ASIA:’Himalayan tragedy awaits India and China’

Shaji John K

A study says that the world has never faced such a predictably massive threat to food production as that posed by the melting glaciers of Asia.

Shrinking Himalayan glaciers are going to turn Chinese and Indian rivers like the Ganga and the Yangtze into seasonal rivers that dry up in summers and could eventually lead to "politically unmanageable food shortages" in the region, a leading environmental scientist has warned.    

                                                                                                                                          

Climate-driven shrinkage of river-based irrigation water supplies has been on the environmental community's radar for some time, but the alarm put out by Lester Brown, President of the Earth Policy Institute, while invoking a "civilization-threatening scenario," is the starkest yet. "The world has never faced such a predictably massive threat to food production as that posed by the melting mountain glaciers of Asia," Brown said in his paper. "In a world where grain prices have recently climbed to record highs, with no relief in sight, any disruption of the wheat or rice harvests due to water shortages in these two leading grain producers will greatly affect not only people living there but consumers everywhere." Moreover, Brown said, in both of these countries, food prices will likely rise and grain consumption per person can be expected to fall. In India, where just over 40 per cent of all children under five years of age are underweight and undernourished, "hunger will intensify and child mortality will likely climb."

The projections were based partly on the fact that China and India are the world's leading producers of wheat and rice, humanity's food staples. China's wheat harvest is nearly double that of the United States, which ranks third after India. With rice, China and India are far and away the leading producers, together accounting for over half of the world harvest.
Mountain glaciers in the Himalayas and on the Tibet-Qinghai Plateau are melting and could soon deprive the major rivers of India and China of the ice melt needed to sustain them during the dry season, Brown's paper said. In the Ganges, the Yellow River and the Yangtze River basins, where irrigated agriculture depends heavily on rivers, this loss of dry-season flow will shrink harvests. The paper referred to the report by the Intergovernmental Panel on Climate Change that Himalayan glaciers are receding rapidly and that many could melt entirely by 2035. If the giant Gangotri Glacier that supplies 70 per cent of the Ganges flow during the dry season disappears, it warned, the Ganges could become a seasonal river, flowing during the rainy season but not during the summer dry season when irrigation water needs are greatest. The Ganga is the largest source of surface water irrigation in India and the leading source of water for the 407 million people living in the Gangetic Basin, a population larger than any other single country other than China. The Yellow River and Yangtze basin hold a similar position in China.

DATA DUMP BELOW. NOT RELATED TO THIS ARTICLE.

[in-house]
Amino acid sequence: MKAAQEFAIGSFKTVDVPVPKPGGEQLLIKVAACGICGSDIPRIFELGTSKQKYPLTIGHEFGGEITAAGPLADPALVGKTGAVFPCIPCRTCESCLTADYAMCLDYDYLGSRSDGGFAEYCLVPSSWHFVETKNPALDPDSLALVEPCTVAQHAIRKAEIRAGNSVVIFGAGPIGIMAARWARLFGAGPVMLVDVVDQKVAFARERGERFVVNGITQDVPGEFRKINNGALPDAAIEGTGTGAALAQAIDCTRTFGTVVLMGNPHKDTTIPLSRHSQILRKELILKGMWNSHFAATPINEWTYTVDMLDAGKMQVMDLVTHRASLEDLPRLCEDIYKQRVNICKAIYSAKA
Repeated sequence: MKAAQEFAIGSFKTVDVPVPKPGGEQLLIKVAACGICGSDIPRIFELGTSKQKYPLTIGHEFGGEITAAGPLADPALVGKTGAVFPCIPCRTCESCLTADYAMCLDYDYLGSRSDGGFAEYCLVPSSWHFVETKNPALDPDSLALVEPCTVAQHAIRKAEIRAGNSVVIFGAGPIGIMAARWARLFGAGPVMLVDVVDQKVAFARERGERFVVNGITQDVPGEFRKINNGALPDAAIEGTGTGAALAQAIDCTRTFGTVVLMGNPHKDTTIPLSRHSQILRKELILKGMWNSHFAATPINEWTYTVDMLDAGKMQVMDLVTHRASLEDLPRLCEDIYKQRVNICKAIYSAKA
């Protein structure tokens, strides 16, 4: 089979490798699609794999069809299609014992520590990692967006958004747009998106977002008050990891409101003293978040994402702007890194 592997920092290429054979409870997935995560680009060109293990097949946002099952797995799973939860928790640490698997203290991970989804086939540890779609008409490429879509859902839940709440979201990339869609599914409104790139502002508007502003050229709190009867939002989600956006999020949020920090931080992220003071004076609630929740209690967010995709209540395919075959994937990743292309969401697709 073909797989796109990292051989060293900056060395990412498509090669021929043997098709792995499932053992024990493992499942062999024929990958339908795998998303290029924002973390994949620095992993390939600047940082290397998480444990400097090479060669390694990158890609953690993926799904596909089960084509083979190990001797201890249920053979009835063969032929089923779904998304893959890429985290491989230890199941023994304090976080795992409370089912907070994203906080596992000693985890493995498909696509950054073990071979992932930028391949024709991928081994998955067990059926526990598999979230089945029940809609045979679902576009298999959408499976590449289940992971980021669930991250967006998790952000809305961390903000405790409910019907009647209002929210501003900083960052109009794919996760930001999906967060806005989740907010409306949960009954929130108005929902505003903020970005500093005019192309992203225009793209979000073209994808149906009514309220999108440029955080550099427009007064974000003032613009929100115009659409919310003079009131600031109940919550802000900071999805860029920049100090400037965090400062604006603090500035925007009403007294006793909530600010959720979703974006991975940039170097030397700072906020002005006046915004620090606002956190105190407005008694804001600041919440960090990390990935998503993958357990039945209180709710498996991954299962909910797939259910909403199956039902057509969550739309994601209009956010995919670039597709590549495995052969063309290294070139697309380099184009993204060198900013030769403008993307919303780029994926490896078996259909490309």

Brown said that as food shortages unfold, China will try to hold down domestic food prices by using its massive dollar holdings to import grain, most of it from the United States, the world's leading grain exporter. As irrigation water supplies shrink, Chinese consumers will be competing with Americans for the US grain harvest. India too may try to import large quantities of grain, although it may lack the economic resources to do so, especially if grain prices keep climbing, the paper forecast. "Many Indians will be forced to tighten their belts further, including those who have no notches left," it predicted. Brown said since glaciologists have given a clear sense of how fast glaciers are shrinking, the challenge now is to translate their findings into national energy policies designed to save the glaciers.

"At issue is not just the future of mountain glaciers, but the future of world grain harvests," the paper said, urging that the "The alternative to this civilization-threatening scenario is to abandon business-as-usual energy policies and move to cut carbon emissions 80 per cent, not by 2050 as many political leaders suggest, because that will be too late, but by 2020." One route that the paper recommended is for China and India to shift energy investment from coal-fired power plants into energy efficient wind farms, solar thermal power plants, and geothermal power plants.

By | 2017-11-09T15:54:41+02:00 May 21st, 2008|May 2008|